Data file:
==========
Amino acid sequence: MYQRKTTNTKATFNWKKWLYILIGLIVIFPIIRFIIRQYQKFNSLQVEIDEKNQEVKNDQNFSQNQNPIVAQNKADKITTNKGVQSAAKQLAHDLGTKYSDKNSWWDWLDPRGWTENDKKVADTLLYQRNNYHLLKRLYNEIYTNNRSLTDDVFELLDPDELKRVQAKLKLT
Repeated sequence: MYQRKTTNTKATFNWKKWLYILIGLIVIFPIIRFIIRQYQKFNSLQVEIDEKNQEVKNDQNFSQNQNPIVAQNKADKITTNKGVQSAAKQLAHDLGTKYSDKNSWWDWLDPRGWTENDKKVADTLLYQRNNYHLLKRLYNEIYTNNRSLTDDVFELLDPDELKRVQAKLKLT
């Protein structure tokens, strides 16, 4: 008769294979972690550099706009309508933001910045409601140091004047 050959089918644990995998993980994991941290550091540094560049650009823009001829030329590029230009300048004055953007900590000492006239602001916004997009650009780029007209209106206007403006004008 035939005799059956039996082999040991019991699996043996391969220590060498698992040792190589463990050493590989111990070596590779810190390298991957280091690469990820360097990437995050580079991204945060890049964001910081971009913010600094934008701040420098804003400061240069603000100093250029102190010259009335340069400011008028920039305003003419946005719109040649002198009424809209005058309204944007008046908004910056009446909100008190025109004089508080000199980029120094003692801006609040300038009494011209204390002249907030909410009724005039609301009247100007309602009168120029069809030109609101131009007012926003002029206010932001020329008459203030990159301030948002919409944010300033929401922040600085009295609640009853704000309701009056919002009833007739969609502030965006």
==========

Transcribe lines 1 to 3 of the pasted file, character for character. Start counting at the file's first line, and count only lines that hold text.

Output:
Amino acid sequence: MYQRKTTNTKATFNWKKWLYILIGLIVIFPIIRFIIRQYQKFNSLQVEIDEKNQEVKNDQNFSQNQNPIVAQNKADKITTNKGVQSAAKQLAHDLGTKYSDKNSWWDWLDPRGWTENDKKVADTLLYQRNNYHLLKRLYNEIYTNNRSLTDDVFELLDPDELKRVQAKLKLT
Repeated sequence: MYQRKTTNTKATFNWKKWLYILIGLIVIFPIIRFIIRQYQKFNSLQVEIDEKNQEVKNDQNFSQNQNPIVAQNKADKITTNKGVQSAAKQLAHDLGTKYSDKNSWWDWLDPRGWTENDKKVADTLLYQRNNYHLLKRLYNEIYTNNRSLTDDVFELLDPDELKRVQAKLKLT
């Protein structure tokens, strides 16, 4: 008769294979972690550099706009309508933001910045409601140091004047 050959089918644990995998993980994991941290550091540094560049650009823009001829030329590029230009300048004055953007900590000492006239602001916004997009650009780029007209209106206007403006004008 035939005799059956039996082999040991019991699996043996391969220590060498698992040792190589463990050493590989111990070596590779810190390298991957280091690469990820360097990437995050580079991204945060890049964001910081971009913010600094934008701040420098804003400061240069603000100093250029102190010259009335340069400011008028920039305003003419946005719109040649002198009424809209005058309204944007008046908004910056009446909100008190025109004089508080000199980029120094003692801006609040300038009494011209204390002249907030909410009724005039609301009247100007309602009168120029069809030109609101131009007012926003002029206010932001020329008459203030990159301030948002919409944010300033929401922040600085009295609640009853704000309701009056919002009833007739969609502030965006």